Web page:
Dessie, Tom and Liam, the likeable heroes of the Bulmers Cider ads, may be about to get their marching orders following a decision by the brand’s owner C&C to transfer some of the creative work to the UK agency The Red Brick Road.
Havas Dublin (formerly Young Euro RSCG) has worked on the Bulmers account for over ten years and was behind many memorable and highly praised campaigns for the brand which ultimately led to the growth in the Irish cider market. Bulmers was also one of the more visible Irish brands on TV over the past few years while it has also won considerable kudos for the digital work it created. While Havas will retain the account for the non-TV creative the next TV campaign will be made by The Red Brick Road which has been handling the Magners creative brief in the UK for the past five years. Magners is essentially the UK name for Bulmers and it has been running separate creative campaigns targeted at the UK market. The media buying for Bulmers, meanwhile, will continue to be managed by Carat/Aegis.
The decision to move some of the creative to the UK is unquestionably a blow for the Irish advertising industry. Over the past few years a number of international brands like Vodafone and O2 shipped their creative accounts back to the UK. In the case of Bulmers/C&C the decision was apparently driven by the commercial need to cut its marketing spend following a relatively difficult Summer period in 2012. The most recent trading statement for C&C shows that in the nine months to November 2012, cider volumes in Ireland were down by 4.4% on the back of a poor Summer. However there was a modest pick-up in the last quarter of 2012. Over the same period, the trading statement also noted that C&C’s Irish revenues were down by 10% .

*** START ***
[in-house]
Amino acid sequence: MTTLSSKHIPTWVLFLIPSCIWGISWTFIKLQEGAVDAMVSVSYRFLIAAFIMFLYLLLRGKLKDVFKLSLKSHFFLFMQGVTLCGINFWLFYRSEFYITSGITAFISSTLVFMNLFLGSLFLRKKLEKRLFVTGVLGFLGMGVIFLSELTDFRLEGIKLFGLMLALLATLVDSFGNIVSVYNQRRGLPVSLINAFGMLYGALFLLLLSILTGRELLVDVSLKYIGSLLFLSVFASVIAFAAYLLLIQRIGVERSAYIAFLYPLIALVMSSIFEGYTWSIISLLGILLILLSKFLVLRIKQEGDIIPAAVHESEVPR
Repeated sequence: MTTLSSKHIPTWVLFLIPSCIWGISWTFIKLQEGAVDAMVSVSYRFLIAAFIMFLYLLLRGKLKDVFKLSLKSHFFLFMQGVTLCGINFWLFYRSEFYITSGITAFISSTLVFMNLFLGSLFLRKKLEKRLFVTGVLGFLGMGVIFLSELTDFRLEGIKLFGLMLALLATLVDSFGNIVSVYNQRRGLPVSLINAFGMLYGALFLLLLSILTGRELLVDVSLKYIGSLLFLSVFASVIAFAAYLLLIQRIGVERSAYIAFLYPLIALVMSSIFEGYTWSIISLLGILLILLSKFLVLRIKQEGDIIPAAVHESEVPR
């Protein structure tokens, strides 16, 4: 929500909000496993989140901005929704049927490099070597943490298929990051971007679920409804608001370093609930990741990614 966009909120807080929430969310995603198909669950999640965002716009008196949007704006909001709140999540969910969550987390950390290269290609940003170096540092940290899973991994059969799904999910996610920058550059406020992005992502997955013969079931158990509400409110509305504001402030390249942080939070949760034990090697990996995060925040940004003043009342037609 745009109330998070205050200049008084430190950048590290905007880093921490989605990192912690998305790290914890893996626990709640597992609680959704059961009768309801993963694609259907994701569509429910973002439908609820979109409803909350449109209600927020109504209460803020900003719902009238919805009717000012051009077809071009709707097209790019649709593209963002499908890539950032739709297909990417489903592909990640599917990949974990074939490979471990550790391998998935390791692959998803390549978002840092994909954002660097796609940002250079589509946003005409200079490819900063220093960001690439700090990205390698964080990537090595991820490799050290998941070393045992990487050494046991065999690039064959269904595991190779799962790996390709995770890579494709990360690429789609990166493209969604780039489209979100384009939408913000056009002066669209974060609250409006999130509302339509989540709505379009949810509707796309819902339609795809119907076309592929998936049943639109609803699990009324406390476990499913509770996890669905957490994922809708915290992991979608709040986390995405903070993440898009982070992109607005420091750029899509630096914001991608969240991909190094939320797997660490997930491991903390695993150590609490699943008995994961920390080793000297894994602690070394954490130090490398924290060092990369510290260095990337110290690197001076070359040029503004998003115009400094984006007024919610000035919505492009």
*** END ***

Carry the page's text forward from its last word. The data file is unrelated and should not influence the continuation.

It is understood that the new TV campaign for Bulmers and Magners, which is currently being finalized, will be broadcast in both markets and it remains to be seen whether Dessie, Tom and Liam will get a stay of execution. While Magners advertising in the UK has tapped into brands Clonmel heritage, it has been firmly focused firmly on winning over a UK audience which is culturally different to the Irish.